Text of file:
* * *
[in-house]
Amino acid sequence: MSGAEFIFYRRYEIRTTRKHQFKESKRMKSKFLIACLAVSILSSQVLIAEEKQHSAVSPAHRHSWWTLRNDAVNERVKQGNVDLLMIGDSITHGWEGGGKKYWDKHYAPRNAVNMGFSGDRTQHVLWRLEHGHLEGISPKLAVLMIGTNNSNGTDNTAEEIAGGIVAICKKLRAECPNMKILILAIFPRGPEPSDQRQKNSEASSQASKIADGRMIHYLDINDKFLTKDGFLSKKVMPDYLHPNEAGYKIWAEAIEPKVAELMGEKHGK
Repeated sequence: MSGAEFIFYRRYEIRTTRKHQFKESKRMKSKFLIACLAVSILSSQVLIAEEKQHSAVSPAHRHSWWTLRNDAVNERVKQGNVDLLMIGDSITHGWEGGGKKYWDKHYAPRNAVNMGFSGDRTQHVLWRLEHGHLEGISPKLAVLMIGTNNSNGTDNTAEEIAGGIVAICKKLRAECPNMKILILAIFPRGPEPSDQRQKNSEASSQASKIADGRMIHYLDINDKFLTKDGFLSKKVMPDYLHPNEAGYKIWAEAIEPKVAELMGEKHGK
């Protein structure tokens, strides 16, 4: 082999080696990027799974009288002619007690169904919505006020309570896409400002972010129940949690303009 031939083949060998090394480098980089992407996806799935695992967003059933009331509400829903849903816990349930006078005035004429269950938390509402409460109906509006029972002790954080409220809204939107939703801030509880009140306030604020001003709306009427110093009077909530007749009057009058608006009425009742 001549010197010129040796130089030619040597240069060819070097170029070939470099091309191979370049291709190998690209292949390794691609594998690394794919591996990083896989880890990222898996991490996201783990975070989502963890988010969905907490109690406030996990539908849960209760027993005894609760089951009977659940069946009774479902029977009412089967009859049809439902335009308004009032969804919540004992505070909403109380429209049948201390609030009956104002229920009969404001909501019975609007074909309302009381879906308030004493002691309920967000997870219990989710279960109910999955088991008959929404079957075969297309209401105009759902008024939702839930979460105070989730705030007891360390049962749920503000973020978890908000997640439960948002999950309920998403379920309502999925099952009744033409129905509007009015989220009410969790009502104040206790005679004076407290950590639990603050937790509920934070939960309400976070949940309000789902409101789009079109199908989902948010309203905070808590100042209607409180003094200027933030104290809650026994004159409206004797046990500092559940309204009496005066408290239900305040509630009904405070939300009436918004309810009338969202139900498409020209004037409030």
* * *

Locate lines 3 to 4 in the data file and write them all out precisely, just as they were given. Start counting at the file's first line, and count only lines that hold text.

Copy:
Repeated sequence: MSGAEFIFYRRYEIRTTRKHQFKESKRMKSKFLIACLAVSILSSQVLIAEEKQHSAVSPAHRHSWWTLRNDAVNERVKQGNVDLLMIGDSITHGWEGGGKKYWDKHYAPRNAVNMGFSGDRTQHVLWRLEHGHLEGISPKLAVLMIGTNNSNGTDNTAEEIAGGIVAICKKLRAECPNMKILILAIFPRGPEPSDQRQKNSEASSQASKIADGRMIHYLDINDKFLTKDGFLSKKVMPDYLHPNEAGYKIWAEAIEPKVAELMGEKHGK
């Protein structure tokens, strides 16, 4: 082999080696990027799974009288002619007690169904919505006020309570896409400002972010129940949690303009 031939083949060998090394480098980089992407996806799935695992967003059933009331509400829903849903816990349930006078005035004429269950938390509402409460109906509006029972002790954080409220809204939107939703801030509880009140306030604020001003709306009427110093009077909530007749009057009058608006009425009742 001549010197010129040796130089030619040597240069060819070097170029070939470099091309191979370049291709190998690209292949390794691609594998690394794919591996990083896989880890990222898996991490996201783990975070989502963890988010969905907490109690406030996990539908849960209760027993005894609760089951009977659940069946009774479902029977009412089967009859049809439902335009308004009032969804919540004992505070909403109380429209049948201390609030009956104002229920009969404001909501019975609007074909309302009381879906308030004493002691309920967000997870219990989710279960109910999955088991008959929404079957075969297309209401105009759902008024939702839930979460105070989730705030007891360390049962749920503000973020978890908000997640439960948002999950309920998403379920309502999925099952009744033409129905509007009015989220009410969790009502104040206790005679004076407290950590639990603050937790509920934070939960309400976070949940309000789902409101789009079109199908989902948010309203905070808590100042209607409180003094200027933030104290809650026994004159409206004797046990500092559940309204009496005066408290239900305040509630009904405070939300009436918004309810009338969202139900498409020209004037409030």